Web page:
1. Archive


Armwood's leader wants the school to become known for academics as well as athletics.

It's loved, respected and feared for its perennial success in the state's most popular sport.

It is not a stretch to say the Armwood High School football team has put the school on the map.

New principal Mark West is thrilled to be at a school with a powerhouse football program. But, he's also hoping to garner attention for strides in the classroom as well.

He's got some work to do.

Armwood often receives a "C" grade from the state, ranks at the lower end for graduation rates and had the second-highest number of expulsion hearings (17) for district high schools during the 2011-2012 school year.

West, on the job about three months, calls Armwood a good school that can get better.

And he knows something about successful high schools. He came to Armwood after several years at Bloomingdale High School in Valrico. The school almost always earns an "A" or "B" grade from the state, has high graduation rates and had only eight expulsion hearings during the 2011-2012 school year.

The schools are different. Armwood is in more of a working-class community while Bloomingdale is thought of as more of an upscale enclave. But West is certain success can be had anywhere - if teachers, parents and students work together.

"We do have some catching up to do," he said. "But I've not met a parent who doesn't want their child to succeed."

West said he wants to encourage students to become passionate about their studies and their school.

"We need to get the kids connected, connected to the school," he said. "We want to promote a lot of clubs. Not just the athletes. Not just the musicians."

West's job is deeper than just boosting graduation rates, improving student grades and test scores, providing a safe campus and cheering on the sports teams.

West must also heal a campus bruised by two occurrences: a player eligibility scandal that cost the school its 2011 state football title and the midyear transfer of its principal and three other administrators.

In June, the school was stripped of its third football championship after the Florida High School Athletic Association discovered athlete residency violations.

In November, principal Michael Ippolito left Armwood to fill the open principal's slot at Tampa Bay Tech High School. He had previously worked at Tampa Bay Tech as a teacher and assistant principal.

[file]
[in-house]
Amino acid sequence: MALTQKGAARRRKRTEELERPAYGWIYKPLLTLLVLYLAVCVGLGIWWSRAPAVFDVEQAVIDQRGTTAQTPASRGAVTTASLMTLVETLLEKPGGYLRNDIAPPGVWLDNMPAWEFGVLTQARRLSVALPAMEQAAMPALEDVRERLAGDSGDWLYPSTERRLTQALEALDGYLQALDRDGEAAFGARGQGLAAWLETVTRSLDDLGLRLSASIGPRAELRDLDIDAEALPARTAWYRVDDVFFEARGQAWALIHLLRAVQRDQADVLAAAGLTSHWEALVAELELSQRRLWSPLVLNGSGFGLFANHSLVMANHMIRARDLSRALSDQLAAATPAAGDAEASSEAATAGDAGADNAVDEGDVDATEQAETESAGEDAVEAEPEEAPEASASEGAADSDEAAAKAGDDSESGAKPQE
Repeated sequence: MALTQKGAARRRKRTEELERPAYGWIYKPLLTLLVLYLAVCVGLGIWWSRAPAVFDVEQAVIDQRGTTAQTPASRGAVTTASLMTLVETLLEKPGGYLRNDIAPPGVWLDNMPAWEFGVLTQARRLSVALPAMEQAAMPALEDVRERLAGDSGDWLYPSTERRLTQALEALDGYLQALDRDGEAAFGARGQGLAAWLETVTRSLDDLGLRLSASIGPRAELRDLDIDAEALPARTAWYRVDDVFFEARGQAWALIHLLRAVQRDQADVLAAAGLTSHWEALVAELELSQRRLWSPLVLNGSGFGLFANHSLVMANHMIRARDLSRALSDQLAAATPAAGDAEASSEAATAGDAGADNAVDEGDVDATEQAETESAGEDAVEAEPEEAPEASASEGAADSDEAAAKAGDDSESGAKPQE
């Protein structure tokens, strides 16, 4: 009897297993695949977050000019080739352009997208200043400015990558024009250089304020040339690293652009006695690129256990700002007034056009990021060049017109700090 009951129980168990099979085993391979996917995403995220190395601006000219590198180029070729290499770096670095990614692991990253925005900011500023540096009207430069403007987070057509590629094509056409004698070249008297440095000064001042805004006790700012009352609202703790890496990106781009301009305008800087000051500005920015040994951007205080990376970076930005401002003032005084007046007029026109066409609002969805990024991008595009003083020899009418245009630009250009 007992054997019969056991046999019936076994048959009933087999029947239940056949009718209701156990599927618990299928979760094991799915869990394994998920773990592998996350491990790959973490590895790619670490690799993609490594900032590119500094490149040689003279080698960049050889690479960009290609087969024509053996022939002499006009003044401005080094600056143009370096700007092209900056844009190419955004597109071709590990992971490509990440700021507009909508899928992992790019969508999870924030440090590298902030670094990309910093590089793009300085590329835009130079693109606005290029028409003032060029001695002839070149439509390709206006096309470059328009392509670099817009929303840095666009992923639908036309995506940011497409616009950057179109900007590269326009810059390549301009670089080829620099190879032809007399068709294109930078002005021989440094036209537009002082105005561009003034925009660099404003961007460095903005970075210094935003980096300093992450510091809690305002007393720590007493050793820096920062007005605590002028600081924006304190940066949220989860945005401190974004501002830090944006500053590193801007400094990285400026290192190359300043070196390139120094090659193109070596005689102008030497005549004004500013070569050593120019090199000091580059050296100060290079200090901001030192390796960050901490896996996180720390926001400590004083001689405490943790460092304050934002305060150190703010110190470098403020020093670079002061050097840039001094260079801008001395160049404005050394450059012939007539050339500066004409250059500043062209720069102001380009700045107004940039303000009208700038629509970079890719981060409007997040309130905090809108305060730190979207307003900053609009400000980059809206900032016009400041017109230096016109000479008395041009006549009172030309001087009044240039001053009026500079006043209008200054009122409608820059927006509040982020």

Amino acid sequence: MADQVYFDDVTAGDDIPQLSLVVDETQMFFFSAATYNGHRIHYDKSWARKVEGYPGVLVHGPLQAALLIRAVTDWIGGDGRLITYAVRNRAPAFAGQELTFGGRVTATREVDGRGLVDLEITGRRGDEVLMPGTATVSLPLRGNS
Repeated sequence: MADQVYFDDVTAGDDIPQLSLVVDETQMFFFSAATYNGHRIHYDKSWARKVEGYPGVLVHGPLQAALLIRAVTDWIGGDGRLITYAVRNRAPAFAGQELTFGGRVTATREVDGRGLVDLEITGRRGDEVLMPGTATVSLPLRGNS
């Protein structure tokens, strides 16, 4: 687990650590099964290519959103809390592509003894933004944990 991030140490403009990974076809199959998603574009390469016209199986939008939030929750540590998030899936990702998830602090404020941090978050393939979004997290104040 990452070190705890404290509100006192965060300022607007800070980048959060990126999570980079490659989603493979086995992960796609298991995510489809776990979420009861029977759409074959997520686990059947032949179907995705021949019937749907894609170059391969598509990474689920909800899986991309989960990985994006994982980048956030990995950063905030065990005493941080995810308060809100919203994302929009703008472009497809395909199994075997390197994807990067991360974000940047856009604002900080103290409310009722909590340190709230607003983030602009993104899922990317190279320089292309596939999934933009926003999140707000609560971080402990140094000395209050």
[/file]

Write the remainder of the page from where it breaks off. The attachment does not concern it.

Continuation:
West, who started his new position in January, said he is working hard to make connections at Armwood. He spoke fondly of students and highly of parents and teachers. He also praised his administration team, which includes three new assistant principals.

Dr. Joseph Castelli is the school's assistant principal of curriculum and followed West from Bloomingdale to Armwood.

Elijah Thomas left Freedom High School to take the job as Armwood's assistant principal of administration.

John Campbell is the school's assistant principal of student affairs and previously worked at Plant City High School.

The change in administration was initially "a little unsettling" for students, West said. But, he quickly added, he and the new assistant principals are experienced and thrilled to be there. He thinks their enthusiasm shows.

"The kids have been receptive," he said.

Steve Hegarty, spokesman for the Hillsborough County Public Schools, doesn't link the administration changes to the player eligibility scandal or the school's "C" grade. He said principals, assistant principals and teachers switch schools all the time. But, Hegarty does think West is a good fit for Armwood.

"He's a great principal," Hegarty said. "He has a great way with kids and a great way with parents."

Longtime football coach Sean Callahan agrees.

"He has nothing but a positive attitude," Callahan said. "It's all been good."

Callahan said he likes the way West goes about business on campus. He wants students to dress well, be on time to class, keep the campus clean and do their best.

"We both embrace the same thing," he said. "We're both here for the kids."

Callahan said the football team is a cherished part of the community. Its success has given Seffner residents some pride. Maybe, he said, Armwood's achievements can expand with West at the helm.

"We would like to be good at everything," Callahan said.

As West navigates his new job, gets to know the school's 1,600 students and prepares to unveil Armwood's new Collegiate Academy, he understands the sports tradition in Seffner. He grew up in North Carolina, which is basketball country. West played sports in high school and is a Wake Forest University graduate.

West, who earned a master's degree in educational leadership at the University of South Florida, even did a little coaching while working as a teacher in Hillsborough County. So, while he works to put his imprint on Armwood, he is aware that sports, especially football, are an important part of the school and the community.

"We're proud of that," he said. "We also want to have an academic focus, and we do."

Monica Bennett can be reached at